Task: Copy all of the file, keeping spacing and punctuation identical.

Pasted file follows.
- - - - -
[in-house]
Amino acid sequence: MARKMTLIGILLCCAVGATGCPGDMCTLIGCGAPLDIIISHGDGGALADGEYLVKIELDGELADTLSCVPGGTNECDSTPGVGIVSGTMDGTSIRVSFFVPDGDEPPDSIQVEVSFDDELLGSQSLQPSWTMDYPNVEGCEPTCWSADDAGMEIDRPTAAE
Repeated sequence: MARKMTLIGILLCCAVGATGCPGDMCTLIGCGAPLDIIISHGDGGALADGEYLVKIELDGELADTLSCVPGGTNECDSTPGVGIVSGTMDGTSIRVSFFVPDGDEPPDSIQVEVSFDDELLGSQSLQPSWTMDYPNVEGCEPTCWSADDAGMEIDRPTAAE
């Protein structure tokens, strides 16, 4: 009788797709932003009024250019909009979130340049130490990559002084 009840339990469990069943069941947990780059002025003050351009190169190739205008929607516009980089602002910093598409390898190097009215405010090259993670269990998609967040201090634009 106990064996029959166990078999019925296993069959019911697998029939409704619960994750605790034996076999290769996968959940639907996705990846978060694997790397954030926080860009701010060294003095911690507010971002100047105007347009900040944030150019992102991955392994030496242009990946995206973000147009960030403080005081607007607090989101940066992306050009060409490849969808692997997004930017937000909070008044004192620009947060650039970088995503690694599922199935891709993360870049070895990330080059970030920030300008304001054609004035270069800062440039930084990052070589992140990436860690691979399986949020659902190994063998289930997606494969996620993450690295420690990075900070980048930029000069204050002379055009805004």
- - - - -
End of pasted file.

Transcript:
[in-house]
Amino acid sequence: MARKMTLIGILLCCAVGATGCPGDMCTLIGCGAPLDIIISHGDGGALADGEYLVKIELDGELADTLSCVPGGTNECDSTPGVGIVSGTMDGTSIRVSFFVPDGDEPPDSIQVEVSFDDELLGSQSLQPSWTMDYPNVEGCEPTCWSADDAGMEIDRPTAAE
Repeated sequence: MARKMTLIGILLCCAVGATGCPGDMCTLIGCGAPLDIIISHGDGGALADGEYLVKIELDGELADTLSCVPGGTNECDSTPGVGIVSGTMDGTSIRVSFFVPDGDEPPDSIQVEVSFDDELLGSQSLQPSWTMDYPNVEGCEPTCWSADDAGMEIDRPTAAE
């Protein structure tokens, strides 16, 4: 009788797709932003009024250019909009979130340049130490990559002084 009840339990469990069943069941947990780059002025003050351009190169190739205008929607516009980089602002910093598409390898190097009215405010090259993670269990998609967040201090634009 106990064996029959166990078999019925296993069959019911697998029939409704619960994750605790034996076999290769996968959940639907996705990846978060694997790397954030926080860009701010060294003095911690507010971002100047105007347009900040944030150019992102991955392994030496242009990946995206973000147009960030403080005081607007607090989101940066992306050009060409490849969808692997997004930017937000909070008044004192620009947060650039970088995503690694599922199935891709993360870049070895990330080059970030920030300008304001054609004035270069800062440039930084990052070589992140990436860690691979399986949020659902190994063998289930997606494969996620993450690295420690990075900070980048930029000069204050002379055009805004």